The proportion of female-headed households in livestock rearing is between 30 percent and 40 percent in eight districts. In another 15 districts, the proportions are between 20 percent and 30 percent and in the remaining four districts, the proportions are between 15 percent and 20 percent. In male-headed households, the proportion exceeds 80 percent in four districts, namely, Offinso North (84%), Ejura-Sekyedumase (81.5%), Ahafo Ano North (81.5%) and Ahafo Ano South (80.8%). In another 14 districts, the proportions are between 70 percent and 80 percent and in the remaining nine districts, the proportions are between 60 percent and 70 percent.

The proportion of female-headed households in tree growing is 52 percent in Kwabre East, and exceeds 40 percent in Atwima Kwanwoma (43.8%), Amansie West (42.6%) and Afigya Sekyere (40.6%). In 13 districts, the proportions are between 30 percent and 40 percent, in six districts they are between 20 percent and 30 percent and in the remaining four districts they are between 10 percent and 20 percent. The proportion of male-headed households in tree growing exceeds 80 percent in three districts, namely, Bosome Freho (88.0%), Atwima Mponua (82.9%) and Adansi South (80.4%). In six districts, the proportions are between 70 percent and 80 percent, and in 14 districts, they are between 60 percent and 70 percent. In the remaining districts, the proportions exceed 50 percent except in Kwabre East which is 48 percent.

Crops Cultivated and Number of Farms
There are 1,087,342 farms in the region, representing 16.4 percent of the 6,625,828 farms in Ghana. Among the crops, the proportion of cocoa farms is highest (22.1%), followed by cassava farms (21.6%), plantain farms (20.1%), and maize farms (11.3%). The maize farms are not many largely because their minor season coincided with the 2010 census. In the minor season, many farmers do not cultivate maize due to a high risk of crop failure as a result of inadequate and fluctuating rainfall patterns. The major tree crops in terms of number of farms after cocoa are oil palm and citrus, and far behind are cola, apples, mango, avocado and coffee.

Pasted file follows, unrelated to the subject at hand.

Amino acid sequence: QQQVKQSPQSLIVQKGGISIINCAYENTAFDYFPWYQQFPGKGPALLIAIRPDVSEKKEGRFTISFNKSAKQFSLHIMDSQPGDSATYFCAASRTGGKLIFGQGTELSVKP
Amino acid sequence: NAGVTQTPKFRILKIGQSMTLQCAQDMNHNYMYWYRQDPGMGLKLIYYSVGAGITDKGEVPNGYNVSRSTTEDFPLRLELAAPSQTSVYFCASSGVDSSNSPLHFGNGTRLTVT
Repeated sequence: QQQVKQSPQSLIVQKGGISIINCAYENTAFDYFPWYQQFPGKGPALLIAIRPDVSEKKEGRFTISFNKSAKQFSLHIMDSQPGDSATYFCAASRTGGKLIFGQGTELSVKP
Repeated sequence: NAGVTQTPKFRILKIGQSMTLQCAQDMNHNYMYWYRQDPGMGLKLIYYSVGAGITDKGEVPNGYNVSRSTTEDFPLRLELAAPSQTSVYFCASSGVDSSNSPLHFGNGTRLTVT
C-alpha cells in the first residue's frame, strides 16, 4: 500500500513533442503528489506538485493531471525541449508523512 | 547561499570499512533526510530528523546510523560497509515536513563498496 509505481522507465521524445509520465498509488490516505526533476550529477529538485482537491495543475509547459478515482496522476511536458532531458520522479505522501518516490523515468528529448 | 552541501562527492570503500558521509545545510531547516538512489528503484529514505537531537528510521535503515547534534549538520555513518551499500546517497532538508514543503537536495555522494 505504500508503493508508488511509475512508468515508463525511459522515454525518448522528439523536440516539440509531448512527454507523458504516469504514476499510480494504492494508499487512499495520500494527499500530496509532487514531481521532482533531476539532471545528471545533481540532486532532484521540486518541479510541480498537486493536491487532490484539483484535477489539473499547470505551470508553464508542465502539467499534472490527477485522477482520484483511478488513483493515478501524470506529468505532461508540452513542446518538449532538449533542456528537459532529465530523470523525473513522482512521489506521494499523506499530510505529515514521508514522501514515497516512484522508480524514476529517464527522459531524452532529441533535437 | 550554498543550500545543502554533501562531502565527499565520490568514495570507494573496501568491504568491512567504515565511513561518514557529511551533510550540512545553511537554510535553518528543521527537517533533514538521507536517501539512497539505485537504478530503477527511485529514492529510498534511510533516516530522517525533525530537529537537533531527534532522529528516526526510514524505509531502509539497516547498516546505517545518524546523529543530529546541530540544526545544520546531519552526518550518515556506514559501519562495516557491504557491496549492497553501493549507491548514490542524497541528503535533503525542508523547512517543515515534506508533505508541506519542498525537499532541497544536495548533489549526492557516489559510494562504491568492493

Among the starchy crops consumed mainly in the country, the most important is cassava, followed closely by plantain, distantly by cocoyam and yam, and far behind by banana. Maize is the most important cereal crop cultivated in the region, followed distantly by rice, millet and sorghum (only 47 farms). Among the vegetables produced mainly for domestic consumption, pepper and tomato have twice as many farms as does okro and even more than garden eggs and onions. Beans are the most important pulse, followed by groundnuts; peas and soya beans are also cultivated. The number of farms for pineapple and pawpaw cultivation is relatively small, 1,188 farms and 759 farms, respectively.

Farm-Owning Households (%)Type of Cropping
 The types of cropping on which data was collected in the 2010 census are mixed cropping, intercropping and mono-cropping. All the cropping types are used in cultivating each of the crops grown in the region. However, for most of the crops including roots, tubers, plantains, maize, millet and sorghum, mixed cropping is predominant. Intercropping is the approach used to cultivate many of the cola and shallots farms, among other crops  such as black pepper, lemon grass, and tiger nut. The crops for which mono-cropping dominate on the farms include many tree crops such as, cocoa, oil palm, citrus, mango, avocado and the forest trees. Among the other crops, mono-cropping is used in cultivating rice (44.2%) and carrots (62.2%).

 Livestock Farming
 The total number of livestock in the region in 2010 is 3,491,423, representing 11 percent of total livestock in the country. Livestock farming is concentrated in the rural areas where 70.8 percent of the animals are kept compared to 29.2 percent in the urban areas. The important livestock in the region in terms of numbers are chickens numbering 2,235,672, or 64.0 percent of total livestock, followed by goats (478,812, or 13.7%, sheep (376,877, or 10.8%), cattle (101,862, or 2.9%) and pigs (90,271, or 2.6%). With regard to other birds, guinea fowl number 53,925 (or 1.5%), ducks (34,433, or 1.0%), doves (20,889, or 0.6%), turkeys (19,943, or 0.5 percent) and ostriches (5,456, or 0.2%). Among the other animals, rabbits number 17,996 (or 0.5%) and grasscutters are 15,546, or 0.4 percent.